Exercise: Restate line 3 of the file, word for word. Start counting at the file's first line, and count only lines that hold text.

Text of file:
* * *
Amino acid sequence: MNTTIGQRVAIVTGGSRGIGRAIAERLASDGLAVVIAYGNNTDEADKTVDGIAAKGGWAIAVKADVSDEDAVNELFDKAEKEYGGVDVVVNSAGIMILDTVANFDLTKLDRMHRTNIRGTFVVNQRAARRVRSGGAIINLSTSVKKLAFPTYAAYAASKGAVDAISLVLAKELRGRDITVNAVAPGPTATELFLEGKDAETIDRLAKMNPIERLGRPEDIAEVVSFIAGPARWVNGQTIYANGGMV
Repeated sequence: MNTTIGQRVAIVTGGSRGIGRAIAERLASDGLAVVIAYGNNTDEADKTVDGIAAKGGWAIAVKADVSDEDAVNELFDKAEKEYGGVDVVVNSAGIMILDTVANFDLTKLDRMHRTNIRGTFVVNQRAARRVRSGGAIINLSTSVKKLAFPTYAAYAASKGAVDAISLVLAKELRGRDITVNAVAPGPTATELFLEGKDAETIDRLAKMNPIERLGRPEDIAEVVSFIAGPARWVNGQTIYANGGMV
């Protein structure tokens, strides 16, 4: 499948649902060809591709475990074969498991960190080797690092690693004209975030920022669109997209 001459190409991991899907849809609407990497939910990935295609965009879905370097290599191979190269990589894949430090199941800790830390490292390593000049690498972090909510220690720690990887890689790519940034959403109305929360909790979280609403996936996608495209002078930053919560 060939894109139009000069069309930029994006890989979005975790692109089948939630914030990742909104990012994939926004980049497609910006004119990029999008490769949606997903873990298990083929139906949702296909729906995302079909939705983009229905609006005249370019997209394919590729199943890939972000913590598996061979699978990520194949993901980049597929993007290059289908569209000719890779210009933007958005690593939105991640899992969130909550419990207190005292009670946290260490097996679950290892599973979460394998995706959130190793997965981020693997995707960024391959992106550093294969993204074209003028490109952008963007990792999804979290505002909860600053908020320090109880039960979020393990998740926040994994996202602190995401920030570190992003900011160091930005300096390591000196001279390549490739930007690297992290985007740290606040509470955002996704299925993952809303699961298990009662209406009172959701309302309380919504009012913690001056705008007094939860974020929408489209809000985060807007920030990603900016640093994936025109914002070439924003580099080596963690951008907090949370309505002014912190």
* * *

């Protein structure tokens, strides 16, 4: 499948649902060809591709475990074969498991960190080797690092690693004209975030920022669109997209 001459190409991991899907849809609407990497939910990935295609965009879905370097290599191979190269990589894949430090199941800790830390490292390593000049690498972090909510220690720690990887890689790519940034959403109305929360909790979280609403996936996608495209002078930053919560 060939894109139009000069069309930029994006890989979005975790692109089948939630914030990742909104990012994939926004980049497609910006004119990029999008490769949606997903873990298990083929139906949702296909729906995302079909939705983009229905609006005249370019997209394919590729199943890939972000913590598996061979699978990520194949993901980049597929993007290059289908569209000719890779210009933007958005690593939105991640899992969130909550419990207190005292009670946290260490097996679950290892599973979460394998995706959130190793997965981020693997995707960024391959992106550093294969993204074209003028490109952008963007990792999804979290505002909860600053908020320090109880039960979020393990998740926040994994996202602190995401920030570190992003900011160091930005300096390591000196001279390549490739930007690297992290985007740290606040509470955002996704299925993952809303699961298990009662209406009172959701309302309380919504009012913690001056705008007094939860974020929408489209809000985060807007920030990603900016640093994936025109914002070439924003580099080596963690951008907090949370309505002014912190």